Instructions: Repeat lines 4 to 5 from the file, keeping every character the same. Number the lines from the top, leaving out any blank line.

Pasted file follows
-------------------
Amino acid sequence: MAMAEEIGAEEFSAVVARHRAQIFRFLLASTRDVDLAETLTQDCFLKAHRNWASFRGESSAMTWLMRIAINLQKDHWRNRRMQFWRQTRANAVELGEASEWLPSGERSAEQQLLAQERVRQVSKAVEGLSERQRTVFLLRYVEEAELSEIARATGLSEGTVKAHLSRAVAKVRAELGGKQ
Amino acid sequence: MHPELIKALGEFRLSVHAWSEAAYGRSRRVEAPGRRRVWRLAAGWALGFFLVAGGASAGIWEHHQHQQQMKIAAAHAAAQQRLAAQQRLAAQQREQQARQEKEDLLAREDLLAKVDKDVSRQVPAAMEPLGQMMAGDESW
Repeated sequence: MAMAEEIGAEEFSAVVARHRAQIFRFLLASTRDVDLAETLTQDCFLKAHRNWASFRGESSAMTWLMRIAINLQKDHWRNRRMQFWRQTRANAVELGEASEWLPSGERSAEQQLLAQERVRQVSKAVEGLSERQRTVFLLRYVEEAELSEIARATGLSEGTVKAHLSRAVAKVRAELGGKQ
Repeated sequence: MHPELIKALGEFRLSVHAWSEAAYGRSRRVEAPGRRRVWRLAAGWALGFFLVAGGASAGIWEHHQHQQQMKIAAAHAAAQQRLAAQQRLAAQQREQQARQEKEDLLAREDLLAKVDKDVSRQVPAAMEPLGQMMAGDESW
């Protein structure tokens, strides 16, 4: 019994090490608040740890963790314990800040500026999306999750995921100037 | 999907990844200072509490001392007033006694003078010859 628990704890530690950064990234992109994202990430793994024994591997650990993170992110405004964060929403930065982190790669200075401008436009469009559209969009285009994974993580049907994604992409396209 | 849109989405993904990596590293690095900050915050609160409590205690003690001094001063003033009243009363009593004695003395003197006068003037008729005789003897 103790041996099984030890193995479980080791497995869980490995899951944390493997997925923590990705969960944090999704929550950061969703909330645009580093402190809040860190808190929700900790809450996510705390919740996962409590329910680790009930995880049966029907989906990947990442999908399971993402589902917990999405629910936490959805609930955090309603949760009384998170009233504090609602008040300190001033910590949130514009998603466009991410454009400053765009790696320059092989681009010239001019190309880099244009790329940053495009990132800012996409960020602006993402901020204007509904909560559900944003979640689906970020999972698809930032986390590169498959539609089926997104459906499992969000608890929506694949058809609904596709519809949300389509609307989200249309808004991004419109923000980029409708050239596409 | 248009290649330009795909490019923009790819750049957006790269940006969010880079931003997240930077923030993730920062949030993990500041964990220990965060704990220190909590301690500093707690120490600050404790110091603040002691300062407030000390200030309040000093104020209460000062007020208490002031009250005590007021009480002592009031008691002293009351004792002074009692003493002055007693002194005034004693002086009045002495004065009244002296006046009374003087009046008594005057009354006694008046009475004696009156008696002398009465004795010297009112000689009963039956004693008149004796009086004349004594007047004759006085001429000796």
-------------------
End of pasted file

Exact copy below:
Repeated sequence: MHPELIKALGEFRLSVHAWSEAAYGRSRRVEAPGRRRVWRLAAGWALGFFLVAGGASAGIWEHHQHQQQMKIAAAHAAAQQRLAAQQRLAAQQREQQARQEKEDLLAREDLLAKVDKDVSRQVPAAMEPLGQMMAGDESW
């Protein structure tokens, strides 16, 4: 019994090490608040740890963790314990800040500026999306999750995921100037 | 999907990844200072509490001392007033006694003078010859 628990704890530690950064990234992109994202990430793994024994591997650990993170992110405004964060929403930065982190790669200075401008436009469009559209969009285009994974993580049907994604992409396209 | 849109989405993904990596590293690095900050915050609160409590205690003690001094001063003033009243009363009593004695003395003197006068003037008729005789003897 103790041996099984030890193995479980080791497995869980490995899951944390493997997925923590990705969960944090999704929550950061969703909330645009580093402190809040860190808190929700900790809450996510705390919740996962409590329910680790009930995880049966029907989906990947990442999908399971993402589902917990999405629910936490959805609930955090309603949760009384998170009233504090609602008040300190001033910590949130514009998603466009991410454009400053765009790696320059092989681009010239001019190309880099244009790329940053495009990132800012996409960020602006993402901020204007509904909560559900944003979640689906970020999972698809930032986390590169498959539609089926997104459906499992969000608890929506694949058809609904596709519809949300389509609307989200249309808004991004419109923000980029409708050239596409 | 248009290649330009795909490019923009790819750049957006790269940006969010880079931003997240930077923030993730920062949030993990500041964990220990965060704990220190909590301690500093707690120490600050404790110091603040002691300062407030000390200030309040000093104020209460000062007020208490002031009250005590007021009480002592009031008691002293009351004792002074009692003493002055007693002194005034004693002086009045002495004065009244002296006046009374003087009046008594005057009354006694008046009475004696009156008696002398009465004795010297009112000689009963039956004693008149004796009086004349004594007047004759006085001429000796």